EARLY REFLEXES IN BABIES
Your baby is a “strange” and ever changing little being. The jerky movements you are seeing are part of early infant reflexes and are absolutely normal.
A reflex is an involuntary movement or action their little bodies take in response to their own movement or something in the environment. Reflexes control all of those things that our body needs regulated so that we don’t even realise we are receiving information, such as heart rate and breathing. Some reflexes occur only in specific periods of development and then are integrated naturally. The following are some of the normal reflexes seen in new-born babies:
- Rooting reflex. This reflex begins when the corner of the baby’s mouth is stroked or touched. The baby will turn his or her head and open his or her mouth to follow and “root” in the direction of the stroking. This helps the baby find the breast or bottle to begin feeding.
- Suck reflex. Rooting helps the baby become ready to suck. When the roof of the baby’s mouth is touched, the baby will begin to suck. This reflex does not begin until about the 32nd week of pregnancy and is not fully developed until about 36 weeks. Babies also have a hand-to-mouth reflex that goes with rooting and sucking and may suck on fingers or hands.
- Moro reflex. The Moro reflex is often called a startle reflex because it usually occurs when a baby is startled by a loud sound or movement. In response to the sound, the baby throws back his or her head, extends out the arms and legs, cries, then pulls the arms and legs back in. A baby’s own cry can startle him or her and trigger this reflex. This reflex lasts about 5 to 6 months. This is why we often recommend swaddling as it prevents baby’s jerky movements waking them up in an otherwise peaceful sleep.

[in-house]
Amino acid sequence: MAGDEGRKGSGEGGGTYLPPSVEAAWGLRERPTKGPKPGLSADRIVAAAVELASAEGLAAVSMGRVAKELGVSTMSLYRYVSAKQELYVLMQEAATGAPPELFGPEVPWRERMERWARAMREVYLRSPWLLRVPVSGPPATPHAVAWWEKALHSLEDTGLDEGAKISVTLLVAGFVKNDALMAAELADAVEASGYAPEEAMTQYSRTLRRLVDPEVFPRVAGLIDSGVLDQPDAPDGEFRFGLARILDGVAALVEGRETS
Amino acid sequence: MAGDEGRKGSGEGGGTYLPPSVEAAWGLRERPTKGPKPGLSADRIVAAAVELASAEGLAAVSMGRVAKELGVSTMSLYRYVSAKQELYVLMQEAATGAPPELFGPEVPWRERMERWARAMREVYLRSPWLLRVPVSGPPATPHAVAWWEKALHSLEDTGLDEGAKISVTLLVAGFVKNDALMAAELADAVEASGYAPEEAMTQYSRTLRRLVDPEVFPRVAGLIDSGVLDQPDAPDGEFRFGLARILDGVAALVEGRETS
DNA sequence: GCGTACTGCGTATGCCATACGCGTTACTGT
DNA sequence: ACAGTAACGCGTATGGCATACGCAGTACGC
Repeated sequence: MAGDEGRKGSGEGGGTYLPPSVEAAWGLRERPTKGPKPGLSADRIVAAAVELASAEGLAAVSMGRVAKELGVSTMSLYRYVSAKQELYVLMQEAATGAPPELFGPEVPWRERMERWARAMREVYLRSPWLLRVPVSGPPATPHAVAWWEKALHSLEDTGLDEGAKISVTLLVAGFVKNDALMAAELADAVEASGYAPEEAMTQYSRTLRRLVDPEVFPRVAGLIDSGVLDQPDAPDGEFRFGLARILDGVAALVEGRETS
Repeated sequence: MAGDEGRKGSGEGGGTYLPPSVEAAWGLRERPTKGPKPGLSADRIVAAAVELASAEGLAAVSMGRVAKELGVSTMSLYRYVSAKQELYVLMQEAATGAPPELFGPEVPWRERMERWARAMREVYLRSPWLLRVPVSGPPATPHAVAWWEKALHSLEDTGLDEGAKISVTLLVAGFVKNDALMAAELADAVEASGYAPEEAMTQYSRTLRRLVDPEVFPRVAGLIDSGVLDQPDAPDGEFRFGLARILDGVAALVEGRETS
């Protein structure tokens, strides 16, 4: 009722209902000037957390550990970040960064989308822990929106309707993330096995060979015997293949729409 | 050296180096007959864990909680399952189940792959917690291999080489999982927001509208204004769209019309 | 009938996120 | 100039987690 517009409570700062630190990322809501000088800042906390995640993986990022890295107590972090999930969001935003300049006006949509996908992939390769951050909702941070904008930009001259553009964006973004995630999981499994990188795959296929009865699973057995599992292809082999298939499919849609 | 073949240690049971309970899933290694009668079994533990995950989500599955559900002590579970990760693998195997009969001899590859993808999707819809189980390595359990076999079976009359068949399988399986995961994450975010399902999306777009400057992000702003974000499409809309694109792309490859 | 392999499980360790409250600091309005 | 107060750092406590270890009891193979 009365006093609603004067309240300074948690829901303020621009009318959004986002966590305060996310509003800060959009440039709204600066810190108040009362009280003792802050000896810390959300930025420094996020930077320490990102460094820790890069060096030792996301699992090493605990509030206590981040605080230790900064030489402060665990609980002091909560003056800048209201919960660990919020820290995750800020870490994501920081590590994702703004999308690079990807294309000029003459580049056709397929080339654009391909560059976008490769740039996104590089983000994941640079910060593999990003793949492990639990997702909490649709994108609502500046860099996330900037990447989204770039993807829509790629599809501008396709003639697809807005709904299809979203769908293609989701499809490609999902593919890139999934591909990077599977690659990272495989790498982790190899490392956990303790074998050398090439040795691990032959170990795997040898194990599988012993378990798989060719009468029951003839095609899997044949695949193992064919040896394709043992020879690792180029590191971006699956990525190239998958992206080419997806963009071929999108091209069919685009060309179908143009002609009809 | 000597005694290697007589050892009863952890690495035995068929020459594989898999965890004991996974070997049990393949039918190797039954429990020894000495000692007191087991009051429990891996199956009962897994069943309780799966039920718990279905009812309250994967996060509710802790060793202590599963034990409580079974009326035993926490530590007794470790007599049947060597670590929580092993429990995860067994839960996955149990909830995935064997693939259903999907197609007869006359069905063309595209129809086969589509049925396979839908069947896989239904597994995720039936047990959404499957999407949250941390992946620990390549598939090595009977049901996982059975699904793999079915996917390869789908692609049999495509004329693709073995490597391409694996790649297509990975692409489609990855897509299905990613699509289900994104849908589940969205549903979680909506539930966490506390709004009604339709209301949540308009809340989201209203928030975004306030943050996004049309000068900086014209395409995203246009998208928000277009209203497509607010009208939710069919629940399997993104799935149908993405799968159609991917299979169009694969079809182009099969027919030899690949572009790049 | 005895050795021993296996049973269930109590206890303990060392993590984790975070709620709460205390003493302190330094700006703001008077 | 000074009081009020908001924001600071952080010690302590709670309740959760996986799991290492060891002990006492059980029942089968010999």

- Grasp reflex. Stroking the palm of a baby’s hand causes the baby to close his or her fingers in a grasp. The grasp reflex lasts until about 5 to 6 months of age and is important for later skills.
- Babinski reflex. When the sole of the foot is firmly stroked, the big toe bends back toward the top of the foot and the other toes fan out. This is a normal reflex up to about 2 years of age.
- Step reflex. This reflex is also called the walking or dance reflex because a baby appears to take steps or dance when held upright with his or her feet touching a solid surface.
Most of the time these reflexes integrate naturally however we encourage tummy time and crawling to assist with integration of the primitive reflexes.
By Physiotherapist Nicole Hilburn
HILBURN NC PHYSIOTHERAPY
Tel: 082 771 8443